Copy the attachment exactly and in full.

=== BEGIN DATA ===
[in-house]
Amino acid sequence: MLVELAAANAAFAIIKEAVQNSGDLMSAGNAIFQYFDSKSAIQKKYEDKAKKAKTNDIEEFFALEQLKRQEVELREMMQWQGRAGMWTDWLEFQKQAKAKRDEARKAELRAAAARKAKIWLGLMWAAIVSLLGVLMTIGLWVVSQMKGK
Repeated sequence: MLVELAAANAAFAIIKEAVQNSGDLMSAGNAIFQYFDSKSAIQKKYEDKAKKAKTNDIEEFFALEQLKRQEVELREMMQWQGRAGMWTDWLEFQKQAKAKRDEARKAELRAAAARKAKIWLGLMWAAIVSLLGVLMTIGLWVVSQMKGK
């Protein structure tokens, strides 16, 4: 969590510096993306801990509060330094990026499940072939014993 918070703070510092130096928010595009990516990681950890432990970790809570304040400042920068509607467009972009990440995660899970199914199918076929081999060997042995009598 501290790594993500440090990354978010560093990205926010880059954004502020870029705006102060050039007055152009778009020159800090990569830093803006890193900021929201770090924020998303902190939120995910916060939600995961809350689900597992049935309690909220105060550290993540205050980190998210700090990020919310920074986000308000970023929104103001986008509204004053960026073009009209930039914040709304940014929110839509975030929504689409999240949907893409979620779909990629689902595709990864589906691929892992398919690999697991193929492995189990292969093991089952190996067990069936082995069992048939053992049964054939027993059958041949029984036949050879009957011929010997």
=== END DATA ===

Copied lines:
[in-house]
Amino acid sequence: MLVELAAANAAFAIIKEAVQNSGDLMSAGNAIFQYFDSKSAIQKKYEDKAKKAKTNDIEEFFALEQLKRQEVELREMMQWQGRAGMWTDWLEFQKQAKAKRDEARKAELRAAAARKAKIWLGLMWAAIVSLLGVLMTIGLWVVSQMKGK
Repeated sequence: MLVELAAANAAFAIIKEAVQNSGDLMSAGNAIFQYFDSKSAIQKKYEDKAKKAKTNDIEEFFALEQLKRQEVELREMMQWQGRAGMWTDWLEFQKQAKAKRDEARKAELRAAAARKAKIWLGLMWAAIVSLLGVLMTIGLWVVSQMKGK
């Protein structure tokens, strides 16, 4: 969590510096993306801990509060330094990026499940072939014993 918070703070510092130096928010595009990516990681950890432990970790809570304040400042920068509607467009972009990440995660899970199914199918076929081999060997042995009598 501290790594993500440090990354978010560093990205926010880059954004502020870029705006102060050039007055152009778009020159800090990569830093803006890193900021929201770090924020998303902190939120995910916060939600995961809350689900597992049935309690909220105060550290993540205050980190998210700090990020919310920074986000308000970023929104103001986008509204004053960026073009009209930039914040709304940014929110839509975030929504689409999240949907893409979620779909990629689902595709990864589906691929892992398919690999697991193929492995189990292969093991089952190996067990069936082995069992048939053992049964054939027993059958041949029984036949050879009957011929010997």